Young singer-songwriter’s debut hints at a bright and beautiful future.
James Skinner 2013
Winston Yellen is the brainchild behind Night Beds, a 23-year-old singer-songwriter blessed with a striking voice and inclination toward woozy, languorous songcraft. His presence marks Country Sleep as, if not one of the most electrifying debut albums you’ll hear this year, then certainly among the most promising.
It opens with Yellen’s voice front and centre on the a cappella Faithful Heights, a stirring assertion of love and companionship. It’s followed by the urgent rush of Ramona, a sprightly, sepia-drenched jaunt that cedes into a blissful, billowing coda.
Much of the record was born out of destructive circumstances, written by Yellen in an attempt to sedate himself from what was happening around him. He lost a job and a girlfriend, before spending a period living out of his car, eking out a living while on the road.
A Colorado native, he eventually found himself back in his adopted home of Nashville. In a stroke of (loan-assisted) good fortune, he was able to rent a pre-civil war home in the woods that counts among its former owners none other than Johnny Cash and June Carter.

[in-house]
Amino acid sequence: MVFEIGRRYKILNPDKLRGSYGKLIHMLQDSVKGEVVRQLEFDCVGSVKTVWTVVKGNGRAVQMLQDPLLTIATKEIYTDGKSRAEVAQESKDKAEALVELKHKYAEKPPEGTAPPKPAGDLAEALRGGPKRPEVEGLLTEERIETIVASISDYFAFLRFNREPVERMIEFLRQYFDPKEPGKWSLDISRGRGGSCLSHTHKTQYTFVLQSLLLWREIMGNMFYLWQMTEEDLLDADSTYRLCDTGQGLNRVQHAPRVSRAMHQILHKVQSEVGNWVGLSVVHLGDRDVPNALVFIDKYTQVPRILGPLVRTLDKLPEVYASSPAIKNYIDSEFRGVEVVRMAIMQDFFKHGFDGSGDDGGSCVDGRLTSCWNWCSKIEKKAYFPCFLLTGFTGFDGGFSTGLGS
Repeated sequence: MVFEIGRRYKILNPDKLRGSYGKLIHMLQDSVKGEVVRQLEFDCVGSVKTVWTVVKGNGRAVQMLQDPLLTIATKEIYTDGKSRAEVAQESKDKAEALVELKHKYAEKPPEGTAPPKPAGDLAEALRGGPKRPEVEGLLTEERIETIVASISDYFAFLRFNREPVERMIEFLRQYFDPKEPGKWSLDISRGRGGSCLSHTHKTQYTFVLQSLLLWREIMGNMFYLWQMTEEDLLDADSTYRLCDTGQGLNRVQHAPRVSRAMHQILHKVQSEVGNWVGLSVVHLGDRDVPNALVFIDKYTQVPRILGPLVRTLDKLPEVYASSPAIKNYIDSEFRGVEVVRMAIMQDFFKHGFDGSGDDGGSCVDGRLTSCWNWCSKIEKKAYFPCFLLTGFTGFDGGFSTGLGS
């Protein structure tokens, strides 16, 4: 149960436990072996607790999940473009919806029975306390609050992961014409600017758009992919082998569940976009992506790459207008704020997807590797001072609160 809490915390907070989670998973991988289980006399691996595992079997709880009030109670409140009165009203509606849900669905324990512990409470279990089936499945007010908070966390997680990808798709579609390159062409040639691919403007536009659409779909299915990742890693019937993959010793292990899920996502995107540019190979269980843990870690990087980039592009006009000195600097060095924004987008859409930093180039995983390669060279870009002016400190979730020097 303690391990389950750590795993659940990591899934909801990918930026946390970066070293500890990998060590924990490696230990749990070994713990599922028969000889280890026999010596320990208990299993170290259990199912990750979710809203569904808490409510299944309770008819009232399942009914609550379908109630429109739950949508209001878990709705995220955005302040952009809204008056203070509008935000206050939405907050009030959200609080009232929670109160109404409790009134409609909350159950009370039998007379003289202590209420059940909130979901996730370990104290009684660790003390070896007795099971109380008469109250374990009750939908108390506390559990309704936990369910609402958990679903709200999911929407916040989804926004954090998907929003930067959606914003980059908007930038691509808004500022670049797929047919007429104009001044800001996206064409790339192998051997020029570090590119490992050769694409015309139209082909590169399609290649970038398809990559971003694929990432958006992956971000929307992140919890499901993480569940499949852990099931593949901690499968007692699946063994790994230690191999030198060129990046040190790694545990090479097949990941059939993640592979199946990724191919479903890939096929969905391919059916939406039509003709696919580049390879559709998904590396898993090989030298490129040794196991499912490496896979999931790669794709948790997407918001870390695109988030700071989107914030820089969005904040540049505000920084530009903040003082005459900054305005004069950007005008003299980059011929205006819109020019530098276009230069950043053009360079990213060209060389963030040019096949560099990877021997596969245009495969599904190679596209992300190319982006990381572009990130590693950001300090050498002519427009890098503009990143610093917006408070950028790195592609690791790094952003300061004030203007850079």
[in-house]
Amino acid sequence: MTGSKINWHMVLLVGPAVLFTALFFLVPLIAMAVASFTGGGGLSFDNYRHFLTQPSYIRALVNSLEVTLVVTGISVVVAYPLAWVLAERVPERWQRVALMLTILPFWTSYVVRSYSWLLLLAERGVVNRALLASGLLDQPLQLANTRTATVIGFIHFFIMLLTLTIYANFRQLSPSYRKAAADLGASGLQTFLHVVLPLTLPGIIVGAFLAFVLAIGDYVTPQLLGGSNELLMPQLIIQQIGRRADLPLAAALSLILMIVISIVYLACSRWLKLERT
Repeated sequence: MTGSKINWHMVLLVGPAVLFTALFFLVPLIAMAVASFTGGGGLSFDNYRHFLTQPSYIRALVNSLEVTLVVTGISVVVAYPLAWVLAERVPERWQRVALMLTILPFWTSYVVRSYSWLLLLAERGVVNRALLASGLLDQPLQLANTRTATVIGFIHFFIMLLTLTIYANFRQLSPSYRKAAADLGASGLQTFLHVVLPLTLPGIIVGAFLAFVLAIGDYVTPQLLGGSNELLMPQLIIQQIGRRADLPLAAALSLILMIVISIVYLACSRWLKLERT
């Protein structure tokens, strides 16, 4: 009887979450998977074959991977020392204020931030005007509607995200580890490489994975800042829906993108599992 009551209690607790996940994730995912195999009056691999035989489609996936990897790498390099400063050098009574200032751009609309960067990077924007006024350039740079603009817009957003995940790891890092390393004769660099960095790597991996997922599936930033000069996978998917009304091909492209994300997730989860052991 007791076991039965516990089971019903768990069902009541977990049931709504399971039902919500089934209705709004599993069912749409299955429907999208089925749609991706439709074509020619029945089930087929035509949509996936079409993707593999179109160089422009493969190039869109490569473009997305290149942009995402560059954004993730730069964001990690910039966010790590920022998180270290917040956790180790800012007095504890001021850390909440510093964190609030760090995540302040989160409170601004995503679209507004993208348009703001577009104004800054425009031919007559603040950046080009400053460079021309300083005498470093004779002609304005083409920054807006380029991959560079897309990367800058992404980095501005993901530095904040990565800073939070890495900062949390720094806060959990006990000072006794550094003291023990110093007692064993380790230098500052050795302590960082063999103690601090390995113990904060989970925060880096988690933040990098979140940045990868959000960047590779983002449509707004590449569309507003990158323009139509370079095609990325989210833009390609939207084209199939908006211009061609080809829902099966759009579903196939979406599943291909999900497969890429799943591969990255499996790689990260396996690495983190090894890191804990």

There are analogies here, if you care to draw them, with how Justin Vernon came to put together Bon Iver’s heartrending For Emma, Forever Ago. What’s more, both singers are in possession of uncommonly gorgeous voices, not to mention a gift for space and for atmosphere – for knowing when to let a song breathe.
As on For Emma…, and its palette-expanding follow-up LP, many of Yellen’s compositions wind up in some dreamy, interstitial quarter that nevertheless feels utterly intuitive. Yet Country Sleep doesn’t land quite as fully-formed as Bon Iver’s debut managed.
Nor does this set display the consistency that stylistic peers such as Fleet Foxes or Bowerbirds routinely exhibit. Yellen’s lyrics occasionally slip into cliché, and for all their tasteful production and delicate charms, these songs can come off a little undistinguished at times.
Which, to come full-circle, brings us back to one thing Country Sleep holds in abundance: promise. It is dreamy and languid, warm and inviting in turn; a soulful work by a talented young singer-songwriter that hints at a bright and beautiful future.